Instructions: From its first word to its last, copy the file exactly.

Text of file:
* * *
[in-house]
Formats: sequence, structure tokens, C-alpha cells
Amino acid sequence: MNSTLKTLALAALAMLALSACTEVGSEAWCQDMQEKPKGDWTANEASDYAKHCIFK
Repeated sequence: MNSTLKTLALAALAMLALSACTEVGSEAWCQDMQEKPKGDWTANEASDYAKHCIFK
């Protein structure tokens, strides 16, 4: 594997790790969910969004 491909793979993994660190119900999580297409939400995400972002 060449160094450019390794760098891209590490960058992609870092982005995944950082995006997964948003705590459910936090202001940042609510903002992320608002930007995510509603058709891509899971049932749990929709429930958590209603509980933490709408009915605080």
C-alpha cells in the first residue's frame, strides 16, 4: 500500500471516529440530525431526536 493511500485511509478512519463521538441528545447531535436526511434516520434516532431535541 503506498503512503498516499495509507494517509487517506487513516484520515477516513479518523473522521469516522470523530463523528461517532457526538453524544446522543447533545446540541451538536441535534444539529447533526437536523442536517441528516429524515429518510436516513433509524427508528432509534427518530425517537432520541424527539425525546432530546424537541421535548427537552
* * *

[in-house]
Formats: sequence, structure tokens, C-alpha cells
Amino acid sequence: MNSTLKTLALAALAMLALSACTEVGSEAWCQDMQEKPKGDWTANEASDYAKHCIFK
Repeated sequence: MNSTLKTLALAALAMLALSACTEVGSEAWCQDMQEKPKGDWTANEASDYAKHCIFK
């Protein structure tokens, strides 16, 4: 594997790790969910969004 491909793979993994660190119900999580297409939400995400972002 060449160094450019390794760098891209590490960058992609870092982005995944950082995006997964948003705590459910936090202001940042609510903002992320608002930007995510509603058709891509899971049932749990929709429930958590209603509980933490709408009915605080």
C-alpha cells in the first residue's frame, strides 16, 4: 500500500471516529440530525431526536 493511500485511509478512519463521538441528545447531535436526511434516520434516532431535541 503506498503512503498516499495509507494517509487517506487513516484520515477516513479518523473522521469516522470523530463523528461517532457526538453524544446522543447533545446540541451538536441535534444539529447533526437536523442536517441528516429524515429518510436516513433509524427508528432509534427518530425517537432520541424527539425525546432530546424537541421535548427537552